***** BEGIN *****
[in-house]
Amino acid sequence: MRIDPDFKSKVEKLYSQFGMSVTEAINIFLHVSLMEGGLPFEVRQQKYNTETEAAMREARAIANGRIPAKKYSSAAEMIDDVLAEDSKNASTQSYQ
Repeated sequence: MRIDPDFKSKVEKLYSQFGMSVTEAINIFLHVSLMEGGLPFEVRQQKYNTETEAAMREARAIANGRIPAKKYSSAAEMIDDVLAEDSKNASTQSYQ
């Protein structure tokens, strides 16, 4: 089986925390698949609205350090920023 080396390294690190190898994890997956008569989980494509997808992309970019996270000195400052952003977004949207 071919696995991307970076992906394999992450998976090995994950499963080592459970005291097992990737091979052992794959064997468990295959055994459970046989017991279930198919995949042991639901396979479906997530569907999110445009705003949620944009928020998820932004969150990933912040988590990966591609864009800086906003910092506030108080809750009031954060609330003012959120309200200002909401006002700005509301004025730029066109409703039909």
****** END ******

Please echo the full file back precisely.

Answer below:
[in-house]
Amino acid sequence: MRIDPDFKSKVEKLYSQFGMSVTEAINIFLHVSLMEGGLPFEVRQQKYNTETEAAMREARAIANGRIPAKKYSSAAEMIDDVLAEDSKNASTQSYQ
Repeated sequence: MRIDPDFKSKVEKLYSQFGMSVTEAINIFLHVSLMEGGLPFEVRQQKYNTETEAAMREARAIANGRIPAKKYSSAAEMIDDVLAEDSKNASTQSYQ
């Protein structure tokens, strides 16, 4: 089986925390698949609205350090920023 080396390294690190190898994890997956008569989980494509997808992309970019996270000195400052952003977004949207 071919696995991307970076992906394999992450998976090995994950499963080592459970005291097992990737091979052992794959064997468990295959055994459970046989017991279930198919995949042991639901396979479906997530569907999110445009705003949620944009928020998820932004969150990933912040988590990966591609864009800086906003910092506030108080809750009031954060609330003012959120309200200002909401006002700005509301004025730029066109409703039909």